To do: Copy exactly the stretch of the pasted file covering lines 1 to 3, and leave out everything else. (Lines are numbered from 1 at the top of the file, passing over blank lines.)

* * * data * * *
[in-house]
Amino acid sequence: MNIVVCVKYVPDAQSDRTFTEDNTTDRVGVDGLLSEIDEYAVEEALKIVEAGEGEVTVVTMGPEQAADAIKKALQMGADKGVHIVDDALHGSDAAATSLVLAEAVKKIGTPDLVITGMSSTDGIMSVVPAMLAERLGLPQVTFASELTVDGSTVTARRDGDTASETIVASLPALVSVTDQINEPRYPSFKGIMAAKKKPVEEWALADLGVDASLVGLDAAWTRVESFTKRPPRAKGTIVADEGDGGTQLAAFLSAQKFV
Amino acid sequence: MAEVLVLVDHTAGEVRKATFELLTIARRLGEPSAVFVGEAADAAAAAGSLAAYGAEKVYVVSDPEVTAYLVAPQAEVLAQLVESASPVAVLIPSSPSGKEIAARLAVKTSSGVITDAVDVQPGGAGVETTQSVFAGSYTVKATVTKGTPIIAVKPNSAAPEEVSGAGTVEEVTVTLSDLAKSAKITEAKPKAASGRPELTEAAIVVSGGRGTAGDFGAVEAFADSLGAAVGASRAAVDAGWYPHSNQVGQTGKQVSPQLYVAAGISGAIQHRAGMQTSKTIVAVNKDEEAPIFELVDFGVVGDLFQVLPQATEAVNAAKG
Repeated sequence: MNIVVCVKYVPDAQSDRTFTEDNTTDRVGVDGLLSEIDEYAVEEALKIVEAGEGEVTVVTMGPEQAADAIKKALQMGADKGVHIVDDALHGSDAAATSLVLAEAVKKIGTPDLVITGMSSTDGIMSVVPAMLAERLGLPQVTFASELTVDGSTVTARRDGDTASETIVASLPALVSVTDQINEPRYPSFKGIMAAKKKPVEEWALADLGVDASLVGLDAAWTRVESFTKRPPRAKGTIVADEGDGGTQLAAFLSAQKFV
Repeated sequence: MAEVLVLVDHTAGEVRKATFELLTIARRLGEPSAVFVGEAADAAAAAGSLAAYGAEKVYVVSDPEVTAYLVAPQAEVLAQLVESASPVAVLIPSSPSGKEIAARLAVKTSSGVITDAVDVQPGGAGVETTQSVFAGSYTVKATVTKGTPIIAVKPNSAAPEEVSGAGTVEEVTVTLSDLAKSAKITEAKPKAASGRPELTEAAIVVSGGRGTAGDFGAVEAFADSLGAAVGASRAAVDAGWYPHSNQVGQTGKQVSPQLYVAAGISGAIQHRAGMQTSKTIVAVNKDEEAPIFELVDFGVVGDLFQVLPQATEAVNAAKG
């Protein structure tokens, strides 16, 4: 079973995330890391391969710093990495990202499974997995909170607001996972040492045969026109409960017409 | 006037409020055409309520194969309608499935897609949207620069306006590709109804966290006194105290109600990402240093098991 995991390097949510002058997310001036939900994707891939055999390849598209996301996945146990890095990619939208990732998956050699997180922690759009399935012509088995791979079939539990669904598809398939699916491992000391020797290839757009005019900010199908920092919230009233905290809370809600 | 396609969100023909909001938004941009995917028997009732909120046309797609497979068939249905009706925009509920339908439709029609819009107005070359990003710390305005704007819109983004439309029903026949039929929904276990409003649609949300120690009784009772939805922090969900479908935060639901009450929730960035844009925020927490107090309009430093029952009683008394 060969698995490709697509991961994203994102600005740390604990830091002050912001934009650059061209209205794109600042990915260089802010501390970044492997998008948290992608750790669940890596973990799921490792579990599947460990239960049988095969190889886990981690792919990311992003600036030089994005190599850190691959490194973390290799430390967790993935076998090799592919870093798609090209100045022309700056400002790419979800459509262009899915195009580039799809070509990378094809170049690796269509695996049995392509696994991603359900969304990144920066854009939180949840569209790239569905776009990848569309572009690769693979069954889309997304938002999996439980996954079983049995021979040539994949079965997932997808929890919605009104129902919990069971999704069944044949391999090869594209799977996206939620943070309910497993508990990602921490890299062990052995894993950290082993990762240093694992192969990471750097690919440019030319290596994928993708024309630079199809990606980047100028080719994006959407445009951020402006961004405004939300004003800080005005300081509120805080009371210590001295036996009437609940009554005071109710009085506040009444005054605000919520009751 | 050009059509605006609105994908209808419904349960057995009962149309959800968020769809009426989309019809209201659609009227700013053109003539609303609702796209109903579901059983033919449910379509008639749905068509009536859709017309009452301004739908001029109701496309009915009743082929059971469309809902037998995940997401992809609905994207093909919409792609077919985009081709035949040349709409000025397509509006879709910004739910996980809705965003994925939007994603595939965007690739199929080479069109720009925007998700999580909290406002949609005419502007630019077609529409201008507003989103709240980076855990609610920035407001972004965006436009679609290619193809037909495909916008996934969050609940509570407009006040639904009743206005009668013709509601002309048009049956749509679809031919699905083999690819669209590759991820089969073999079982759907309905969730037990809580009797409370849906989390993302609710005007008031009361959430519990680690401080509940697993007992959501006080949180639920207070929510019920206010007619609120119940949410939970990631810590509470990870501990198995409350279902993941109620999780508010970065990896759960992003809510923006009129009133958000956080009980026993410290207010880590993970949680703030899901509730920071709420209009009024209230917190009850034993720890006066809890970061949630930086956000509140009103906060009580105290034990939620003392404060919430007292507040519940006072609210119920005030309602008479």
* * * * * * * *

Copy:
[in-house]
Amino acid sequence: MNIVVCVKYVPDAQSDRTFTEDNTTDRVGVDGLLSEIDEYAVEEALKIVEAGEGEVTVVTMGPEQAADAIKKALQMGADKGVHIVDDALHGSDAAATSLVLAEAVKKIGTPDLVITGMSSTDGIMSVVPAMLAERLGLPQVTFASELTVDGSTVTARRDGDTASETIVASLPALVSVTDQINEPRYPSFKGIMAAKKKPVEEWALADLGVDASLVGLDAAWTRVESFTKRPPRAKGTIVADEGDGGTQLAAFLSAQKFV
Amino acid sequence: MAEVLVLVDHTAGEVRKATFELLTIARRLGEPSAVFVGEAADAAAAAGSLAAYGAEKVYVVSDPEVTAYLVAPQAEVLAQLVESASPVAVLIPSSPSGKEIAARLAVKTSSGVITDAVDVQPGGAGVETTQSVFAGSYTVKATVTKGTPIIAVKPNSAAPEEVSGAGTVEEVTVTLSDLAKSAKITEAKPKAASGRPELTEAAIVVSGGRGTAGDFGAVEAFADSLGAAVGASRAAVDAGWYPHSNQVGQTGKQVSPQLYVAAGISGAIQHRAGMQTSKTIVAVNKDEEAPIFELVDFGVVGDLFQVLPQATEAVNAAKG